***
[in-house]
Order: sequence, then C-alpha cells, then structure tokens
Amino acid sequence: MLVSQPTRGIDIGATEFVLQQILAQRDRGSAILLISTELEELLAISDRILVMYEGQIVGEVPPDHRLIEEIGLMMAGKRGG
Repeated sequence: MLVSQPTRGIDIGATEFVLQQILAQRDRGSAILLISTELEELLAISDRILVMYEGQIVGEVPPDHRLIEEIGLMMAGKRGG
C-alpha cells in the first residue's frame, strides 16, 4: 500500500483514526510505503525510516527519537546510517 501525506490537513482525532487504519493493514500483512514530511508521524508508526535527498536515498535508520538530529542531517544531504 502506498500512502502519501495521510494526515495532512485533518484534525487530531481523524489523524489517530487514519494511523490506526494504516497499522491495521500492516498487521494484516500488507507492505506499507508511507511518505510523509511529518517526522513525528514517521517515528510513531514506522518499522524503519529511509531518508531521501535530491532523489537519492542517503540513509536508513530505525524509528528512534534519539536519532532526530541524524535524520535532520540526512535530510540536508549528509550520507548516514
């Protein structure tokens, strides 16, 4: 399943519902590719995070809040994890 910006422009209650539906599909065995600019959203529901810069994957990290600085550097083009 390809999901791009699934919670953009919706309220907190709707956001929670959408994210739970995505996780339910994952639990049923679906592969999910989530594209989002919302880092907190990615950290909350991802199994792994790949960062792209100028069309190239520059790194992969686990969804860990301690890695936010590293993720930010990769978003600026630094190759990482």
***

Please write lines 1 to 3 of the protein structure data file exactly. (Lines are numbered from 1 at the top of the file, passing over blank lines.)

[in-house]
Order: sequence, then C-alpha cells, then structure tokens
Amino acid sequence: MLVSQPTRGIDIGATEFVLQQILAQRDRGSAILLISTELEELLAISDRILVMYEGQIVGEVPPDHRLIEEIGLMMAGKRGG